A band structure consists of an array of eigenvalues and a bandpath.

BandStructure objects support JSON I/O.

property energies

The energies of this band structure.

This is a numpy array of shape (nspins, nkpoints, nbands).


“See ase.dft.kpoints.labels_from_kpts().

property path

The BandPath of this band structure.

plot(*args, **kwargs)[source]

Plot this band structure.

classmethod read(fd)

Read new instance from JSON file.

property reference

The reference energy.

Semantics may vary; typically a Fermi energy or zero, depending on how the band structure was created.


Return new band structure with reference energy subtracted.


Write to JSON file.

Free electron example:

# creates: cu.png
from import bulk
from ase.calculators.test import FreeElectrons

a = bulk('Cu')
a.calc = FreeElectrons(nvalence=1,
                       kpts={'path': 'GXWLGK', 'npoints': 200})
bs = a.calc.band_structure()
bs.plot(emax=10, filename='cu.png')


ase.dft.kpoints.monkhorst_pack_interpolate(path, values, icell, bz2ibz, size, offset=0, 0, 0, pad_width=2)[source]

Interpolate values from Monkhorst-Pack sampling.

\(monkhorst_pack_interpolate\) takes a set of \(values\), for example eigenvalues, that are resolved on a Monkhorst Pack k-point grid given by \(size\) and \(offset\) and interpolates the values onto the k-points in \(path\).


For the interpolation to work, path has to lie inside the domain that is spanned by the MP kpoint grid given by size and offset.

To try to ensure this we expand the domain slightly by adding additional entries along the edges and sides of the domain with values determined by wrapping the values to the opposite side of the domain. In this way we assume that the function to be interpolated is a periodic function in k-space. The padding width is determined by the \(pad_width\) parameter.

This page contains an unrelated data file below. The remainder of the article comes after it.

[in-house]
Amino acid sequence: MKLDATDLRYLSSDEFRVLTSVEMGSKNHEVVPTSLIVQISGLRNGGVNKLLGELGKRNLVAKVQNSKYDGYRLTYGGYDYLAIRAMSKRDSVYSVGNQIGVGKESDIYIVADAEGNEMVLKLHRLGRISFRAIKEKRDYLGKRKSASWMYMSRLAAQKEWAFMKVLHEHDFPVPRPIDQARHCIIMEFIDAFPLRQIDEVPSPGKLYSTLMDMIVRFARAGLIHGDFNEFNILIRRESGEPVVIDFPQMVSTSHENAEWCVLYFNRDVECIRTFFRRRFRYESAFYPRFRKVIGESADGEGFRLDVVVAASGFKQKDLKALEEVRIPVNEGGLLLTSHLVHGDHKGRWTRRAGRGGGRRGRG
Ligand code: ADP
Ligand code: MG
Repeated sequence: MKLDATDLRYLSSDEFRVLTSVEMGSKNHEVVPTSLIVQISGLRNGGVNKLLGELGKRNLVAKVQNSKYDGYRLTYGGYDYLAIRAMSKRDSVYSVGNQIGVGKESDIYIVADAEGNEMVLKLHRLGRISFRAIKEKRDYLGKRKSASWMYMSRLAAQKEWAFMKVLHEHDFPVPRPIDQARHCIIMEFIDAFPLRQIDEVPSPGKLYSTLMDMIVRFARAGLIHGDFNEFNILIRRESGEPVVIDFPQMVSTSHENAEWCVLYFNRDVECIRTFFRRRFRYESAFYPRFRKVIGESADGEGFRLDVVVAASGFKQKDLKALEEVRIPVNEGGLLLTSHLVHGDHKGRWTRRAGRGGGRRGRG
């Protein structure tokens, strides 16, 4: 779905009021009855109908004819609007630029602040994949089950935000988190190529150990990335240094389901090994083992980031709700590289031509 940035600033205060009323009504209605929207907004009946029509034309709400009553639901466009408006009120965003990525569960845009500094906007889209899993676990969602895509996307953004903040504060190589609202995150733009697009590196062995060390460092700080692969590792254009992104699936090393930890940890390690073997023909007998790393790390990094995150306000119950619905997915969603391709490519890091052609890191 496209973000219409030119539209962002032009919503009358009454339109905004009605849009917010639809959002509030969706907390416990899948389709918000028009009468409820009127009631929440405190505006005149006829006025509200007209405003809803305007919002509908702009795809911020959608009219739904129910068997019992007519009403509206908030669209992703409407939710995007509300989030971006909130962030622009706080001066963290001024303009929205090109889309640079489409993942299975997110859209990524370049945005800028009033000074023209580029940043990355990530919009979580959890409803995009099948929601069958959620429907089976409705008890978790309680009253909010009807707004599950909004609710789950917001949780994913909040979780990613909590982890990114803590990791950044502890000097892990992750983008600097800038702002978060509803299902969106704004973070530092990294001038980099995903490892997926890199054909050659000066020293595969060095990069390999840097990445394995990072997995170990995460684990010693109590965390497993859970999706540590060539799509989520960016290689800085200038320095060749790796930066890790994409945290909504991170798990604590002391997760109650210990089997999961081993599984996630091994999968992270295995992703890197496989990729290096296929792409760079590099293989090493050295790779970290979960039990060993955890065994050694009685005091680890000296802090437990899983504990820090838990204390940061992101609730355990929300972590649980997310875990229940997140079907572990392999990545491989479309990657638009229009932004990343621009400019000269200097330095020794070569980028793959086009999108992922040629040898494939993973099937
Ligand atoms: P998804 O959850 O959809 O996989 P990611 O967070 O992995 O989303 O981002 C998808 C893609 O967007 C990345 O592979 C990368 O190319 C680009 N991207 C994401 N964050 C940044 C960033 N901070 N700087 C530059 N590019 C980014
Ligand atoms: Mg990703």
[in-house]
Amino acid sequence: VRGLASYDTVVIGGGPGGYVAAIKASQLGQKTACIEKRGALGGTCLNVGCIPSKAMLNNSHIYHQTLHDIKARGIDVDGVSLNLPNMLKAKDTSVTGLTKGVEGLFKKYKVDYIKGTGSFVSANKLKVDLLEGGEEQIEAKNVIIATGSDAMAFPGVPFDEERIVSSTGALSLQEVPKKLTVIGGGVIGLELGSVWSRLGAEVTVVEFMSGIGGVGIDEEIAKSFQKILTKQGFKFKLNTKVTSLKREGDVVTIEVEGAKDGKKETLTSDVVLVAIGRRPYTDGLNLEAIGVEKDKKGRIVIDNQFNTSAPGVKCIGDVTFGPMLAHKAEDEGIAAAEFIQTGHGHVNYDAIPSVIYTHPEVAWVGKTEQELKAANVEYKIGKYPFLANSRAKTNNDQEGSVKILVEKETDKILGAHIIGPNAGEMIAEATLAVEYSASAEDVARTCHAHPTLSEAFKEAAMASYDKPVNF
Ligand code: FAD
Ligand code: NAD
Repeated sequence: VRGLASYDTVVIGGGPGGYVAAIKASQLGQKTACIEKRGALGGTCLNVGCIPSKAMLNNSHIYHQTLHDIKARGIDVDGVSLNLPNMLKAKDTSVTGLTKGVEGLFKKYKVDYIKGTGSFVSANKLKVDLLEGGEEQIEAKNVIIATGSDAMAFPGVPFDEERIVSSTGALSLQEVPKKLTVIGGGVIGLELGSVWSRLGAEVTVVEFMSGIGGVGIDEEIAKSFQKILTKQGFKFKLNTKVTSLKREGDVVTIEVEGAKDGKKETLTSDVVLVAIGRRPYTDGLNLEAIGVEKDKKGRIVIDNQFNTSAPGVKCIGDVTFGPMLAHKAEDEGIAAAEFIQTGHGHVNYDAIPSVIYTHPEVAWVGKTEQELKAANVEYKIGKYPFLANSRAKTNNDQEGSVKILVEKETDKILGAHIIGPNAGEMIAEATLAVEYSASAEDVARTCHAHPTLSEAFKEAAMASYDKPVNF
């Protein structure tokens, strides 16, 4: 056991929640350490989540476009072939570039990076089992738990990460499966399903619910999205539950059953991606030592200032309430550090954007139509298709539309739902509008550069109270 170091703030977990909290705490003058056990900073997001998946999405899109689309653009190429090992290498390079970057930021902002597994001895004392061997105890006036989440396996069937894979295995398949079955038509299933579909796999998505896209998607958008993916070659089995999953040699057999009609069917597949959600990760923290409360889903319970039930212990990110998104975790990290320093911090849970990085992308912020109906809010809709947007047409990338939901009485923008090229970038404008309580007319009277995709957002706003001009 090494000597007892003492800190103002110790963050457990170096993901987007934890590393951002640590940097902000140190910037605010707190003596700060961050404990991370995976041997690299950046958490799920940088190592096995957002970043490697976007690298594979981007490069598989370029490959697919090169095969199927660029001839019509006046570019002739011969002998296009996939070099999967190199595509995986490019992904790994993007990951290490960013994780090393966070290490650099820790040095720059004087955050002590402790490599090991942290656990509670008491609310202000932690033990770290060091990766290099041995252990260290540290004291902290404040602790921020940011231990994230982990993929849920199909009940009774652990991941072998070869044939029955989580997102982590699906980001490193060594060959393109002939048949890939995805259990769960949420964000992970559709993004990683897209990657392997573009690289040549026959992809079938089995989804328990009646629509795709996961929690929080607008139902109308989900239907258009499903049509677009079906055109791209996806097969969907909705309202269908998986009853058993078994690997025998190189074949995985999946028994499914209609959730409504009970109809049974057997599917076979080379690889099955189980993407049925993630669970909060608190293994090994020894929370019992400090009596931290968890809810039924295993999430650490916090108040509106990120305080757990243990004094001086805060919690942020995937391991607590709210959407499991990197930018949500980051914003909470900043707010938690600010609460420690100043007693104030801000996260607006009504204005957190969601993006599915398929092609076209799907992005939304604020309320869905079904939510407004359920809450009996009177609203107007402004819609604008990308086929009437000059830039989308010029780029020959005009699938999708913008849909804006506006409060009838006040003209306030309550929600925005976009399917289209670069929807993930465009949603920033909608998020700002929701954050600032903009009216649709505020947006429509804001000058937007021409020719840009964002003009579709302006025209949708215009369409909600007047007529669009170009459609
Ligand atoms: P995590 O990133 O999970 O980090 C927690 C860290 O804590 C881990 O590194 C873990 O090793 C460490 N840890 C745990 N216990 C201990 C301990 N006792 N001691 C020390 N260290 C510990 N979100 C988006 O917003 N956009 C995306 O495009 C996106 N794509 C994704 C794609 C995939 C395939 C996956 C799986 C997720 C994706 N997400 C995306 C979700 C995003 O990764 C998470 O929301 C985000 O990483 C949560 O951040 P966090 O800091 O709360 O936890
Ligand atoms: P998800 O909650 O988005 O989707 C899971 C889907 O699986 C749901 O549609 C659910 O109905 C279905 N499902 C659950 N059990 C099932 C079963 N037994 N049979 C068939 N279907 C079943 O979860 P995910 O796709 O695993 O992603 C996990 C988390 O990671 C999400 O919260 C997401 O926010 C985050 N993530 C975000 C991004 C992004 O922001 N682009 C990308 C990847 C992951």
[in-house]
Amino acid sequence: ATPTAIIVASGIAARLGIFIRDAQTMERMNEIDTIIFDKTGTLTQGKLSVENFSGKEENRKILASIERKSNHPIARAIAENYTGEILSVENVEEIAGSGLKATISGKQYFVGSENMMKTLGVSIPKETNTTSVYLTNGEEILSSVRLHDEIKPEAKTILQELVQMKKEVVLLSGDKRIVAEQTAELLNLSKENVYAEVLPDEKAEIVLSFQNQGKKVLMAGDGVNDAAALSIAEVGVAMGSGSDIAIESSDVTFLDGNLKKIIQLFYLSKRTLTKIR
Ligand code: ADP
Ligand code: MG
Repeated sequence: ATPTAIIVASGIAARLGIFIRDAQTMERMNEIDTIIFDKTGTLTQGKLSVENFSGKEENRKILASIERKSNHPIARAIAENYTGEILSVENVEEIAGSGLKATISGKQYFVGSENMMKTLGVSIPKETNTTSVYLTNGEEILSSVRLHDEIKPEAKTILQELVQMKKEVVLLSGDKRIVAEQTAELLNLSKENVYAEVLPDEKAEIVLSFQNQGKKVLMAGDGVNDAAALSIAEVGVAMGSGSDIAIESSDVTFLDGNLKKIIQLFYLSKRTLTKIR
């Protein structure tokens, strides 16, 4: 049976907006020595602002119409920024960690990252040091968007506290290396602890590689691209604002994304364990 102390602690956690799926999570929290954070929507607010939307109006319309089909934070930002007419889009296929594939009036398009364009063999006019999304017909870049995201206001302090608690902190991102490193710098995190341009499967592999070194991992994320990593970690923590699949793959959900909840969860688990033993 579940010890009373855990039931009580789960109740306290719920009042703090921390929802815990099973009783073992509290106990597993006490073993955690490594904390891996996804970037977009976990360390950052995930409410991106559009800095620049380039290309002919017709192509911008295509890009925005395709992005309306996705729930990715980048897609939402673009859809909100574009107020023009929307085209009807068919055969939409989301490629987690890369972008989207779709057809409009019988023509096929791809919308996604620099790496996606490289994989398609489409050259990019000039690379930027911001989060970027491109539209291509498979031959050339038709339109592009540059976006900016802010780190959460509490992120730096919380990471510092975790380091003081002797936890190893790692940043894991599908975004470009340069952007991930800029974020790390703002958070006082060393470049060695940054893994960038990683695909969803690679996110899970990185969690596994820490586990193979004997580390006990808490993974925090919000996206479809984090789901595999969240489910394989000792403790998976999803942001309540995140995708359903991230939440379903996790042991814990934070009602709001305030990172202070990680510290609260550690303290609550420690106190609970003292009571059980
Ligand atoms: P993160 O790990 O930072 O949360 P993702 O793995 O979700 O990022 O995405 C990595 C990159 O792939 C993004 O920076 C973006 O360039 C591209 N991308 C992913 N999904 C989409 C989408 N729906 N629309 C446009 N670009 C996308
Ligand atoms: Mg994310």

• path ((nk, 3) array-like) – Desired path in units of reciprocal lattice vectors.

  • values ((nibz, ..) array-like) – Values on Monkhorst-Pack grid.

  • icell ((3, 3) array-like) – Reciprocal lattice vectors.

  • bz2ibz ((nbz,) array-like of int) – Map from nbz points in BZ to nibz reduced points in IBZ.

  • size ((3,) array-like of int) – Size of Monkhorst-Pack grid.

  • offset ((3,) array-like) – Offset of Monkhorst-Pack grid.

  • pad_width (int) – Padding width to aid interpolation


values interpolated to path.

Return type

(nbz,) array-like

High symmetry paths


The ase.lattice framework provides suggestions for high symmetry paths in the BZ from the [Setyawan-Curtarolo] paper.

>>> from ase.lattice import BCC
>>> lat = BCC(3.5)
>>> lat.get_special_points()
{'G': array([0, 0, 0]), 'H': array([ 0.5, -0.5,  0.5]), 'P': array([0.25, 0.25, 0.25]), 'N': array([0. , 0. , 0.5])}
>>> lat.special_path

In case you want this information without providing the lattice parameter (which is possible for those lattices where the points do not depend on the lattice parameters), the data is also available as dictionaries:

>>> from ase.dft.kpoints(import special_paths, sc_special_points,
...                      parse_path_string)
>>> paths = sc_special_paths['bcc']
>>> paths
[['G', 'H', 'N', 'G', 'P', 'H'], ['P', 'N']]
>>> points = sc_special_points['bcc']
>>> points
{'H': [0.5, -0.5, 0.5], 'N': [0, 0, 0.5], 'P': [0.25, 0.25, 0.25],
 'G': [0, 0, 0]}
>>> kpts = [points[k] for k in paths[0]]  # G-H-N-G-P-H
>>> kpts
[[0, 0, 0], [0.5, -0.5, 0.5], [0, 0, 0.5], [0, 0, 0], [0.25, 0.25, 0.25], [0.5, -0.5, 0.5]]


Predefined sets of k-points:


Naming convention: cc18_sq3xsq3 is 18 k-points for a sq(3)xsq(3) cell.

Try this:

>>> import numpy as np
>>> import matplotlib.pyplot as plt
>>> from ase.dft.kpoints import cc162_1x1
>>> B = [(1, 0, 0), (-0.5, 3**0.5 / 2, 0), (0, 0, 1)]
>>> k =, B)
>>> plt.plot(k[:, 0], k[:, 1], 'o')  
[<matplotlib.lines.Line2D object at 0x9b61dcc>]